In looking at the Council’s treatment of the Blessed Virgin Mary, the author criticises an excessive ecumenical sensitivity. In seeking to “return to the sources” there was a consequent and conscious neglect of recent Papal teaching about Mary, particularly with regard to her role of mediation. Lanzetta is not only concerned that the Mother of God not be denied due honour but also that an opportunity to shed light on an anthropological question was being neglected: the ability of humanity freely and actively, through grace to merit grace, resulting in “encouraging deep down a more pessimistic vision of human cooperation in salvation” (p. 399).
In the final pages of the book Lanzetta calls for new definitions of Mary as Mediatrix and Co-Redemptorix to rectify this negligence and provide an opportunity for the Church’s Magisterium to flex some under-used muscles in the ministry of Truth. Indeed, the author laments that “Between the sources and Vatican II there seems to us to be lie a vacuum, which, alas, robs the faith. The Second Vatican Council [is] part of the whole, a whole which is much greater: the Church” (p. 245).
Concern for integral truth
Lanzetta’s magnum opus is a passionate and well-argued and evidenced call for the Second Vatican Council to be read within a hermeneutic of continuity in the Church of the two millennia; and something more: for various questions consciously left open by the Fathers now to be addressed, from a pastoral concern for integral truth.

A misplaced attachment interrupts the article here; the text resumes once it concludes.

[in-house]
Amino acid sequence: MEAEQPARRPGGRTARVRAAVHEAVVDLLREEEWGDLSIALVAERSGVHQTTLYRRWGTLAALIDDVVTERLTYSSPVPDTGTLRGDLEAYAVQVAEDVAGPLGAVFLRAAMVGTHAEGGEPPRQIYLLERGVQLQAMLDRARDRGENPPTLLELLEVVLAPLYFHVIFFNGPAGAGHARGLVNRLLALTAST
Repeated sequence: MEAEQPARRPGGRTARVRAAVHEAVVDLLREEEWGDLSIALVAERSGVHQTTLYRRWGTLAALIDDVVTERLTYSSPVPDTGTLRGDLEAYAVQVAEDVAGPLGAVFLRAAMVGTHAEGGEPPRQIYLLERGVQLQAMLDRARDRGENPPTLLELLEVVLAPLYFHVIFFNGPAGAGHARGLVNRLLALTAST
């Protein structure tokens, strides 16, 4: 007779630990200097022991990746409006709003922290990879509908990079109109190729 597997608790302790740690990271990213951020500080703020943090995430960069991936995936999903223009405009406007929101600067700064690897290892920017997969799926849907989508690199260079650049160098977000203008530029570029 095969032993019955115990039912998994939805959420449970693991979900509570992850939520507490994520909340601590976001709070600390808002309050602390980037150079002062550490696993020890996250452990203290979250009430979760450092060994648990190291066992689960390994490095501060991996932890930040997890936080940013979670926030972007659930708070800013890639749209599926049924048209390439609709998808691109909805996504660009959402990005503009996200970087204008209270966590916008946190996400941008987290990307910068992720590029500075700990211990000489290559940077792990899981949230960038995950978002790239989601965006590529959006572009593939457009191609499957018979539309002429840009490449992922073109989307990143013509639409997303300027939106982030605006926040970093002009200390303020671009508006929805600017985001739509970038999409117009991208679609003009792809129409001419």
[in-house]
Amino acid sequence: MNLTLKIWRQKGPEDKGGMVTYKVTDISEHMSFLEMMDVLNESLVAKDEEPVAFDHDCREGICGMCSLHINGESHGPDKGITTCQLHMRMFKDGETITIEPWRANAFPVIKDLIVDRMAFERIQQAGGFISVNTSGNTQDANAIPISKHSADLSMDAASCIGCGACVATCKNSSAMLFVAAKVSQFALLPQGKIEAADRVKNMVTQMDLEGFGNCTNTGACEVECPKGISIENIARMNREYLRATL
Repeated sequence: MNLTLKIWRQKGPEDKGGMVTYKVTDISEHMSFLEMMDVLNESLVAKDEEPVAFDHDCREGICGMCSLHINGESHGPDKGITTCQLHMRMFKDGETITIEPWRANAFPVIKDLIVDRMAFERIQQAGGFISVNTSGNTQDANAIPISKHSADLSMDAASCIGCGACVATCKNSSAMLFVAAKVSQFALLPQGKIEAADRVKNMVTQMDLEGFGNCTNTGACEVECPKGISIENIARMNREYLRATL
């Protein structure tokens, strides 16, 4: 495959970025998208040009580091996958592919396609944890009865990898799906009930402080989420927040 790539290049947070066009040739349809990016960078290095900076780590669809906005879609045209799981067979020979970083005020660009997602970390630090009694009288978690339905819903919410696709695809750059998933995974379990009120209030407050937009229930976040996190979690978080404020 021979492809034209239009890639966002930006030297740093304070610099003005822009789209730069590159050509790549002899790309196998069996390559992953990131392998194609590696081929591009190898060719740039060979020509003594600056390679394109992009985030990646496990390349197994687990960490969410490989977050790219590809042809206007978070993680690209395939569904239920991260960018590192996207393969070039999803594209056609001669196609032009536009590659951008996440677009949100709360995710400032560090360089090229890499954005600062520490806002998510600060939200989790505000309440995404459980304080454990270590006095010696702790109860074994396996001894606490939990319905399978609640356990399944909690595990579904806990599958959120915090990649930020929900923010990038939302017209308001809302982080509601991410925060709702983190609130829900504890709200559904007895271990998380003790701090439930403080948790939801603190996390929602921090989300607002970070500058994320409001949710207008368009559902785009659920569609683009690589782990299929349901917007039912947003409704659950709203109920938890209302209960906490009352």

This is not an easy book and could probably not be recommended for general readership. There are many long passages of untranslated Latin texts from the various schemas and drafts and final versions as well as the letters and exchanges between theologians and Council Fathers. There are also some very long sentences and difficult syntax which may be accounted for by an over-literal translation from the Italian original. Classic works like Ralph Wiltgen’s The Rhine Flows into the Tiber and more recently Matthew Levering’s The Reception of Vatican II provide an easier and more complete overview of the Council. However, Fr Lanzetta writes carefully and in detail on contested matters. He makes use of records from the Vatican Archives only recently made available, some of them private correspondence between the various participants at the Council, which shed light on the intentions of Fathers and theologians. Vatican II continues to impact on the everyday life of Catholics. Accusations of betrayal of the aims of the Council continue to be thrown at those called too conservative or too progressive. A careful re-reading of the texts within their context remains essential. Fr Lanzetta has performed a great service.
Rev. William Massie is the Catholic chaplain to Hull University.